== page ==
Dr Eva Ramon Gallegos is a Mexican scientist who has been working for two decades to find a cure for human papillomavirus, the pathogen implicated as the known cause of cervical cancer. She is a researcher at the National Polytechnic Institute. How does one keep up such determination and hope for that long? Many would have been discouraged but Dr Gallegos trudged on until a couple of days ago, she achieved her dream. Using photodynamic therapy, she and her team completely eliminated HPV in 29 infected patients. This article details the groundbreaking achievement that we must celebrate given its potential of saving millions of women.



We have a personal interest in this disease and thus all efforts and news like this make us jump for joy. It has always bothered us that something that can be easily treated and prevented still kills so many women. It feels like rainbows to know we now have a cure for the causative infection. There are valid concerns that historically, medical science has not given equal importance to women’s health. It is therefore of striking significance when women achieve feats that close that gap. This cure needs to be made accessible globally so it reaches those who need it the most.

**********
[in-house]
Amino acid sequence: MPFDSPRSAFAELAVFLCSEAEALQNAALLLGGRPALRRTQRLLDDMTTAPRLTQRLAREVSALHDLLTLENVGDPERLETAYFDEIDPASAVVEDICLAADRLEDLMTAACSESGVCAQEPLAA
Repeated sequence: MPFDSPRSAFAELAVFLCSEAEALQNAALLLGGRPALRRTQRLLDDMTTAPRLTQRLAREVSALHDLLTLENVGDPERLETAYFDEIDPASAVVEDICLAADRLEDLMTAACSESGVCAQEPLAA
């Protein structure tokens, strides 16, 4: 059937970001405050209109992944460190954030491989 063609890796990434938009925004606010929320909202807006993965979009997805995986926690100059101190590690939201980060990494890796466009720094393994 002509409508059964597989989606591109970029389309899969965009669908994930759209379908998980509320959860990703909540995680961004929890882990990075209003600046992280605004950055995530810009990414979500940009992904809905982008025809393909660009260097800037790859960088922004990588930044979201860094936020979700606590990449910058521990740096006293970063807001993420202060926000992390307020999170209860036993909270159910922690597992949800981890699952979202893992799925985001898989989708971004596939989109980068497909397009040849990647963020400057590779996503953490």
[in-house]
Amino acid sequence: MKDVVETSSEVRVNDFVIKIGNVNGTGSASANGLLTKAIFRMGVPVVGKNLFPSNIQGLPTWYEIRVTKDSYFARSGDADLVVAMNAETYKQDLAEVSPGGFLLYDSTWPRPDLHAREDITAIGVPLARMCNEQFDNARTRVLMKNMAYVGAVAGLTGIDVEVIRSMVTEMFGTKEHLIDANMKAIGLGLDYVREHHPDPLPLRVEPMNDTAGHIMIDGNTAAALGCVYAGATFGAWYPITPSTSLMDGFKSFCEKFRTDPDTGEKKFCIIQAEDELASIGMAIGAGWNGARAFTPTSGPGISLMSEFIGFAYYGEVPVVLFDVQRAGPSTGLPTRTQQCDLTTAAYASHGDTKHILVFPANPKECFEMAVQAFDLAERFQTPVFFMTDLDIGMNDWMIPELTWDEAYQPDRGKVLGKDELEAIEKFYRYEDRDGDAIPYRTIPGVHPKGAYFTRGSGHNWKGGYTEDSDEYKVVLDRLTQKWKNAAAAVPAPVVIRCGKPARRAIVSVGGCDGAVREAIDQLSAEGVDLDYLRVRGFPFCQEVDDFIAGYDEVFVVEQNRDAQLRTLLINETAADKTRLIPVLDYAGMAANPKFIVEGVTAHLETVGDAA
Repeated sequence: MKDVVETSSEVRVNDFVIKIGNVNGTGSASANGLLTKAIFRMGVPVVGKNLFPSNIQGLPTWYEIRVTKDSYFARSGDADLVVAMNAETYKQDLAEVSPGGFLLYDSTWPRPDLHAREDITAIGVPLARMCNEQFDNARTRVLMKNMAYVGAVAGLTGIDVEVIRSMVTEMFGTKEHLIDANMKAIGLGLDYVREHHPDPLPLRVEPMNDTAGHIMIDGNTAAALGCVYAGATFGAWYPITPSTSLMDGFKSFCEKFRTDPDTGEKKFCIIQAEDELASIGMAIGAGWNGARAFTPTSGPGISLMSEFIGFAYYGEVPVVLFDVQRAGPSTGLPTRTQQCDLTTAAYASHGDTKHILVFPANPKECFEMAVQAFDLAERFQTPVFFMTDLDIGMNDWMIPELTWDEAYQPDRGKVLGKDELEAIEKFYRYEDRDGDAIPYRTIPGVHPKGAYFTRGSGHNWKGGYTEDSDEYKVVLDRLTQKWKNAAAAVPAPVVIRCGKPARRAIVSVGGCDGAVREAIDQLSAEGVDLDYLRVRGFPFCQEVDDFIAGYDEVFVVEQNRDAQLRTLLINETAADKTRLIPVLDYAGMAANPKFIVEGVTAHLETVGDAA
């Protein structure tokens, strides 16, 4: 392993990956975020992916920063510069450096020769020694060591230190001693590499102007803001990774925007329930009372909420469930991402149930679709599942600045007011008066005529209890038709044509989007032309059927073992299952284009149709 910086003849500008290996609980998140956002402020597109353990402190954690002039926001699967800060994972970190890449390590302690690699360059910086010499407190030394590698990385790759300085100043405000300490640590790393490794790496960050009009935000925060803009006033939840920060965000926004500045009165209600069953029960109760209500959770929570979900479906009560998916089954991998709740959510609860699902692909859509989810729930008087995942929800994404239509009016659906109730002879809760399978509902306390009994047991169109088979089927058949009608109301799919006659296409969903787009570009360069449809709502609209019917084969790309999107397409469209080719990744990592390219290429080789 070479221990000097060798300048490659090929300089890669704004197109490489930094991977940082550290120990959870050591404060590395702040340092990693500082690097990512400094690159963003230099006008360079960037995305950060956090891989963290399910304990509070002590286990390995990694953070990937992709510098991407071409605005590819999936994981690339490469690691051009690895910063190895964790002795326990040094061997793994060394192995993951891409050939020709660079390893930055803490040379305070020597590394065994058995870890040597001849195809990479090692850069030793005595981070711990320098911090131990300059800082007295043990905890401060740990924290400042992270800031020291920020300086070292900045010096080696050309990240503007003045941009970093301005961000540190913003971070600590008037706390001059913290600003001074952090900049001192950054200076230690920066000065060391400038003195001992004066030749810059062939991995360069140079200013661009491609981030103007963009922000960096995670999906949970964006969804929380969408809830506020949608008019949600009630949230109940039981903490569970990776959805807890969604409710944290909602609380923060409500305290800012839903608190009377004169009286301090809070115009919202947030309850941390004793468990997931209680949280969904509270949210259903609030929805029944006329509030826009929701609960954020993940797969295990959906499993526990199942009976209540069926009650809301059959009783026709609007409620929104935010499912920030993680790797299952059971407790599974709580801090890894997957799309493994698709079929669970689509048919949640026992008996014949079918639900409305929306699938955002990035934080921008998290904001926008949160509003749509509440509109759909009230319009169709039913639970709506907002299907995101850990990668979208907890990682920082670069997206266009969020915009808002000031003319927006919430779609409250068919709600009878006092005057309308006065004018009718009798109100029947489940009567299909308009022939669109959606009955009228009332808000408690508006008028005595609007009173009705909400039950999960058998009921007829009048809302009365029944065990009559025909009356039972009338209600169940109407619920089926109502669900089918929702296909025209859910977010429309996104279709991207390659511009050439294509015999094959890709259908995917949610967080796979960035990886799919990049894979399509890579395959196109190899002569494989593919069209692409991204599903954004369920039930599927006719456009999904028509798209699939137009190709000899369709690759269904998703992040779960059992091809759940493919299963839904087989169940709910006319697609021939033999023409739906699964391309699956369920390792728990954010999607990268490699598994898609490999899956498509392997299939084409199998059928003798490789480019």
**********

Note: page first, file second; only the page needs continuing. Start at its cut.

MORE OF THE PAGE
To all the nerds and geeks out there you rock! Your work saves lives and its impact is felt around the world. To all who are working on an innovative solution to the problems facing us, hang in there and be patient. Learn from Dr Gallegos- stay strong, believe in your dream no matter what, keep working at it and don’t accept defeat.

The world awaits your work.

Oumissa,
Lagos Nigeria,
130219







Telling Great Stories in Healthcare – An event review by Chiamaka Nwachukwu

A typical health message from the WhatsApp broadcast grapevine

If you have never received a message like this, then it is very likely you do not have Nigerian relatives.